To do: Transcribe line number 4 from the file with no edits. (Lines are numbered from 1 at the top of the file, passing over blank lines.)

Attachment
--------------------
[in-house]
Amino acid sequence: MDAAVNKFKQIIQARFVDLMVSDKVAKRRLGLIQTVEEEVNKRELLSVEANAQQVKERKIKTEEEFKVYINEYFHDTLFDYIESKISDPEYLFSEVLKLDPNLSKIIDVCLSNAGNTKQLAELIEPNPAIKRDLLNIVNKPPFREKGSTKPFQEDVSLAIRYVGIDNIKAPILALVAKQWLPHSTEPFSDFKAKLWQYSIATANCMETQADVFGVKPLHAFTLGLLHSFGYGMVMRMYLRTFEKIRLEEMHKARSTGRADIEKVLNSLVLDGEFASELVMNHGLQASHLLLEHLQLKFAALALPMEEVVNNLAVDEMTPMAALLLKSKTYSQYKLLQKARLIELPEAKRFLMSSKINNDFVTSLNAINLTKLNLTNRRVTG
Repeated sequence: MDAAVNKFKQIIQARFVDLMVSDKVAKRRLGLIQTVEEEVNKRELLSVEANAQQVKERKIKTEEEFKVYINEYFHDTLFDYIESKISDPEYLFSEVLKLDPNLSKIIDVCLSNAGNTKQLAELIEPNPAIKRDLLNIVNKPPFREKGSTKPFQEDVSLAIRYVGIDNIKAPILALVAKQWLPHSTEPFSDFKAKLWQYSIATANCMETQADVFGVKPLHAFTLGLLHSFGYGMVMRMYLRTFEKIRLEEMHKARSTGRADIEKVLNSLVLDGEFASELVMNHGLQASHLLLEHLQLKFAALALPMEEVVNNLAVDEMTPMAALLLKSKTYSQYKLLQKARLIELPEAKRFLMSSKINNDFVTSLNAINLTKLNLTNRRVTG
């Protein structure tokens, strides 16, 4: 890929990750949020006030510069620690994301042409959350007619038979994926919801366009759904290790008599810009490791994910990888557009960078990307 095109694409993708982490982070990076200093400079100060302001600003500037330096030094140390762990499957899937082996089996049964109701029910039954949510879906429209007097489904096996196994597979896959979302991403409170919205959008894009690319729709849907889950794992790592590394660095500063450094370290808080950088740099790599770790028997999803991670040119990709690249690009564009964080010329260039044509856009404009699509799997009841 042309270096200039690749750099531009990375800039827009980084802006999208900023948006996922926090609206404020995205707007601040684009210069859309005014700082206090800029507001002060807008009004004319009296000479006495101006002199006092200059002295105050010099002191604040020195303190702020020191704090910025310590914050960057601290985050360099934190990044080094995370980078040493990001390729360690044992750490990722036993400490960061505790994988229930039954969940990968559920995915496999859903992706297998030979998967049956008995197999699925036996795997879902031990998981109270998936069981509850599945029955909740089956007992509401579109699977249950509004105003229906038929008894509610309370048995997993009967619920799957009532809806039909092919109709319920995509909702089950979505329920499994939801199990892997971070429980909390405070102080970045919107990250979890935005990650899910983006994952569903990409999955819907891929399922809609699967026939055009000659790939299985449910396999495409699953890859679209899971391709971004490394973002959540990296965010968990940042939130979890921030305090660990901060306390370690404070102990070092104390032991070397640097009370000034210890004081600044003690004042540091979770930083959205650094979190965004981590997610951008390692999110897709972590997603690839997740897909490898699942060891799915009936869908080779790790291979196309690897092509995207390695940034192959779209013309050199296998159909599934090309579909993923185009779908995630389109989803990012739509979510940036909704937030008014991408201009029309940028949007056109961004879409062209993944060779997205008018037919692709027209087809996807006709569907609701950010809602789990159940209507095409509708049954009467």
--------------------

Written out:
């Protein structure tokens, strides 16, 4: 890929990750949020006030510069620690994301042409959350007619038979994926919801366009759904290790008599810009490791994910990888557009960078990307 095109694409993708982490982070990076200093400079100060302001600003500037330096030094140390762990499957899937082996089996049964109701029910039954949510879906429209007097489904096996196994597979896959979302991403409170919205959008894009690319729709849907889950794992790592590394660095500063450094370290808080950088740099790599770790028997999803991670040119990709690249690009564009964080010329260039044509856009404009699509799997009841 042309270096200039690749750099531009990375800039827009980084802006999208900023948006996922926090609206404020995205707007601040684009210069859309005014700082206090800029507001002060807008009004004319009296000479006495101006002199006092200059002295105050010099002191604040020195303190702020020191704090910025310590914050960057601290985050360099934190990044080094995370980078040493990001390729360690044992750490990722036993400490960061505790994988229930039954969940990968559920995915496999859903992706297998030979998967049956008995197999699925036996795997879902031990998981109270998936069981509850599945029955909740089956007992509401579109699977249950509004105003229906038929008894509610309370048995997993009967619920799957009532809806039909092919109709319920995509909702089950979505329920499994939801199990892997971070429980909390405070102080970045919107990250979890935005990650899910983006994952569903990409999955819907891929399922809609699967026939055009000659790939299985449910396999495409699953890859679209899971391709971004490394973002959540990296965010968990940042939130979890921030305090660990901060306390370690404070102990070092104390032991070397640097009370000034210890004081600044003690004042540091979770930083959205650094979190965004981590997610951008390692999110897709972590997603690839997740897909490898699942060891799915009936869908080779790790291979196309690897092509995207390695940034192959779209013309050199296998159909599934090309579909993923185009779908995630389109989803990012739509979510940036909704937030008014991408201009029309940028949007056109961004879409062209993944060779997205008018037919692709027209087809996807006709569907609701950010809602789990159940209507095409509708049954009467």